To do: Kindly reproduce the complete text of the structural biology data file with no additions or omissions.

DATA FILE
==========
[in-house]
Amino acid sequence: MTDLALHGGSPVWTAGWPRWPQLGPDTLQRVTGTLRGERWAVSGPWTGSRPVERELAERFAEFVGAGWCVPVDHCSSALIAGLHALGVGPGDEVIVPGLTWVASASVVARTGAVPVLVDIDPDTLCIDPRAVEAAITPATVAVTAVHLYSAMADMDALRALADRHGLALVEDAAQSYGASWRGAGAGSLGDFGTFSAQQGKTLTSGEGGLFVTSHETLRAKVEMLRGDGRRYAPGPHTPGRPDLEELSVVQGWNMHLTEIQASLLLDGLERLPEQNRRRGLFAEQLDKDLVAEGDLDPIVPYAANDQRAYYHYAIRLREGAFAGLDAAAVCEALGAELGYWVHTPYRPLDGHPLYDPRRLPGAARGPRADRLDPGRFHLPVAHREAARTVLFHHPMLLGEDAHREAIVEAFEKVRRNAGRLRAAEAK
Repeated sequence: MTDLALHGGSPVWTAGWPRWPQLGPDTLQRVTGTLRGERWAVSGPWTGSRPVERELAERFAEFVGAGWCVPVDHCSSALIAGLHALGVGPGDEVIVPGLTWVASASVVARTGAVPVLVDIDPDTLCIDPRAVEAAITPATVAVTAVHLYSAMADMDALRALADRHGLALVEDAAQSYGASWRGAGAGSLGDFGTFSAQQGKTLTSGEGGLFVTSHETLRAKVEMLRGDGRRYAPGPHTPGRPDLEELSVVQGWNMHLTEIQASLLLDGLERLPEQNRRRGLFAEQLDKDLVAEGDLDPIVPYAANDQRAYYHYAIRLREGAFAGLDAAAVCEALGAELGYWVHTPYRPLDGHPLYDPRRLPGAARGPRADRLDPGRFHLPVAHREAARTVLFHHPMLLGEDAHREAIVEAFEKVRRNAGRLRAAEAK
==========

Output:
[in-house]
Amino acid sequence: MTDLALHGGSPVWTAGWPRWPQLGPDTLQRVTGTLRGERWAVSGPWTGSRPVERELAERFAEFVGAGWCVPVDHCSSALIAGLHALGVGPGDEVIVPGLTWVASASVVARTGAVPVLVDIDPDTLCIDPRAVEAAITPATVAVTAVHLYSAMADMDALRALADRHGLALVEDAAQSYGASWRGAGAGSLGDFGTFSAQQGKTLTSGEGGLFVTSHETLRAKVEMLRGDGRRYAPGPHTPGRPDLEELSVVQGWNMHLTEIQASLLLDGLERLPEQNRRRGLFAEQLDKDLVAEGDLDPIVPYAANDQRAYYHYAIRLREGAFAGLDAAAVCEALGAELGYWVHTPYRPLDGHPLYDPRRLPGAARGPRADRLDPGRFHLPVAHREAARTVLFHHPMLLGEDAHREAIVEAFEKVRRNAGRLRAAEAK
Repeated sequence: MTDLALHGGSPVWTAGWPRWPQLGPDTLQRVTGTLRGERWAVSGPWTGSRPVERELAERFAEFVGAGWCVPVDHCSSALIAGLHALGVGPGDEVIVPGLTWVASASVVARTGAVPVLVDIDPDTLCIDPRAVEAAITPATVAVTAVHLYSAMADMDALRALADRHGLALVEDAAQSYGASWRGAGAGSLGDFGTFSAQQGKTLTSGEGGLFVTSHETLRAKVEMLRGDGRRYAPGPHTPGRPDLEELSVVQGWNMHLTEIQASLLLDGLERLPEQNRRRGLFAEQLDKDLVAEGDLDPIVPYAANDQRAYYHYAIRLREGAFAGLDAAAVCEALGAELGYWVHTPYRPLDGHPLYDPRRLPGAARGPRADRLDPGRFHLPVAHREAARTVLFHHPMLLGEDAHREAIVEAFEKVRRNAGRLRAAEAK